Refugees in America: Tyrone Famine Victims Find A New Home

Her cry was barely audible over the moaning and weeping of the other inmates in the fetid hold of the ship Shananga. Five weeks out from Liverpool found Mary McKenna in labor. Her delivery bed was a wooden bunk in a dark, dank and odiferous hell among 160 exhausted and ill fellow travelers. Forty-one-year-old Mary was aided by her daughters, Betsy and Sally, as her husband, Barney stood by her, worrying how he would raise their nine children on his own should Mary die. Mary survived, as did the new baby boy, Little Barney.

Two weeks later, Sandy Hook, New Jersey, came into sight and these poor wretches, in their tired and sickened way, celebrated their relatively safe arrival in America. After nearly two months at sea, living in the putrid hold of the three-masted sailing ship, not one of these impoverished and sickly Irish immigrants had lost his or her life. They were in the country of their hoped-for salvation. And here it was, the first day of summer in the Irish calendar.

May 1, 1846, the Feast of Beltane saw this desperate group of Irish and English speakers arrive at the piers of lower Manhattan. The average age of the passengers, twenty-one, was not unusual, given that most Irish famine refugees were young. They were the healthy ones. A significant number of these men and women were from the parishes at the confluence of counties Tyrone and Monaghan. No fewer than eighty-eight of them were continuing on to Providence, where south Ulster folks had been making a home for nearly fifty years. In a few days they would be joining friends and relatives in Rhode Island.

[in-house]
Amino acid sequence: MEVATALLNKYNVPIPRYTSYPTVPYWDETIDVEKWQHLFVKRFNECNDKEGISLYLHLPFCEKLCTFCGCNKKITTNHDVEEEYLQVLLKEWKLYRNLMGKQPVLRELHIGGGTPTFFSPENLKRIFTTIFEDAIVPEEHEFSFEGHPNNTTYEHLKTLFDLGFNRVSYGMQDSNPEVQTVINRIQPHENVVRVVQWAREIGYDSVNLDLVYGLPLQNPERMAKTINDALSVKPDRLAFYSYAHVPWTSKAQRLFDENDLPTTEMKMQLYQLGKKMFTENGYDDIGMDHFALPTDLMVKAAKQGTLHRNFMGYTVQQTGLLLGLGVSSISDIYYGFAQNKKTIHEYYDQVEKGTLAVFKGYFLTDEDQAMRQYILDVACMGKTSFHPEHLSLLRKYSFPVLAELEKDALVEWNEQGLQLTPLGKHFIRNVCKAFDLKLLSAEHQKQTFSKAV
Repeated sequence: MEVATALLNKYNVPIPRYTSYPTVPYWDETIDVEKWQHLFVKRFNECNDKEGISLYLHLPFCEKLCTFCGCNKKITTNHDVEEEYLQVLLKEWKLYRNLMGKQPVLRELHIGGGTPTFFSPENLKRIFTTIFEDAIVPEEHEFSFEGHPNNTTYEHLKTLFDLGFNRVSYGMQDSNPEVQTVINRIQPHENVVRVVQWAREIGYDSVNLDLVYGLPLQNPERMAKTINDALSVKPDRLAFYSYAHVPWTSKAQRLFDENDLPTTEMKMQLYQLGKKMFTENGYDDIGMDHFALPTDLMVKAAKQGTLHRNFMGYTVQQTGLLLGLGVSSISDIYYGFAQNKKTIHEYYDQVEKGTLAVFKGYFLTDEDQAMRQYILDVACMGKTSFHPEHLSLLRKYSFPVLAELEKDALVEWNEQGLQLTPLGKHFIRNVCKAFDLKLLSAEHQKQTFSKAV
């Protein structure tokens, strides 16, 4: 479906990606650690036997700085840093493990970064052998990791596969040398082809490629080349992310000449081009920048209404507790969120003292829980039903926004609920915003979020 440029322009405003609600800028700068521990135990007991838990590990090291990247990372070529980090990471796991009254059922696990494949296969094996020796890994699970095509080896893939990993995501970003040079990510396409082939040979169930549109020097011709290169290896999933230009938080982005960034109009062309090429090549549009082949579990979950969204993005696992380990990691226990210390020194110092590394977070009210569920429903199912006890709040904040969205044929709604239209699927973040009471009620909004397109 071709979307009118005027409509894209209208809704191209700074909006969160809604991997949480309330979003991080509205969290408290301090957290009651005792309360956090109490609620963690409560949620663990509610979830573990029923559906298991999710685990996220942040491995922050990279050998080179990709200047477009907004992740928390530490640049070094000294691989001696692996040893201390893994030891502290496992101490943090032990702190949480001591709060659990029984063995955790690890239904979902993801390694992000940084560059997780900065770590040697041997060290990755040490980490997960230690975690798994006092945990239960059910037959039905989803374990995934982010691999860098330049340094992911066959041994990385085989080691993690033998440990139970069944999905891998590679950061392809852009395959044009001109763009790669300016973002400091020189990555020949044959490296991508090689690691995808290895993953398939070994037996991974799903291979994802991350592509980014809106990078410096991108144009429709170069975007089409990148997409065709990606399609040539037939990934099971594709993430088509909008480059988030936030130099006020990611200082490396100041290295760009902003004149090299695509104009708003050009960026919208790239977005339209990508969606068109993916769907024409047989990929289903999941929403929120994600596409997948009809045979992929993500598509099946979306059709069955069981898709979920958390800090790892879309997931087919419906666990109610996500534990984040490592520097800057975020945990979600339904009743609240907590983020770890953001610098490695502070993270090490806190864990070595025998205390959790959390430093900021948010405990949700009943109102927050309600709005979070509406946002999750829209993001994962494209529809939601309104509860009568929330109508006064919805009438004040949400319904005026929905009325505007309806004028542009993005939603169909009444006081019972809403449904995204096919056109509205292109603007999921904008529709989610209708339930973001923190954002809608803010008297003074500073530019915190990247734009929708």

The McKennas were as lucky as their situation was unusual. Unlike most Irish immigrants, Mary and Bernard were able to travel with eight of their children, in addition to young Barney. Whether it was money they had saved, their landlord’s desire to rid tenants by paying passage or a remittance from relatives in Rhode Island, they had the where-with-all to join relatives in the North End of Providence. Theirs was a large and lucky family. While most émigrés were separated from family members, Barney and Mary kept most of their family together.

Young Barney was not the only one born at sea. Two other mothers gave birth during the voyage. Eighteen-year-old Ann Martin gave birth to Mary, while baby Matilda was born to thirty-eight-year-old Mary Barry. Clearly, this was not a well-planned trip, but rather a desperate flight from horror.


The McKennas were from the parish of Clogher, as was Owen Burke, who became an iron molder and eventually bought a house on Federal Hill. Other Tyrone natives included Patrick Sherry and Alice Barlow, who sought refuge for her three young sons in the city of Roger Williams. And there were the children. Two-year-old Katie Pierce was with her mother and her grandparents, Owen and Catherine McGrath. Once in Providence, they were reunited with Katie’s father, Henry. Eight-year-old Ann Campbell prayed to see her father in Providence. Likewise, eight-year-old James McGrath and his three-year-old sister, Katie, were going to be reunited with their father. Other south Ulster families onboard the Shananga included those named Cassidy, McCabe, McElroy, Murray and Hart.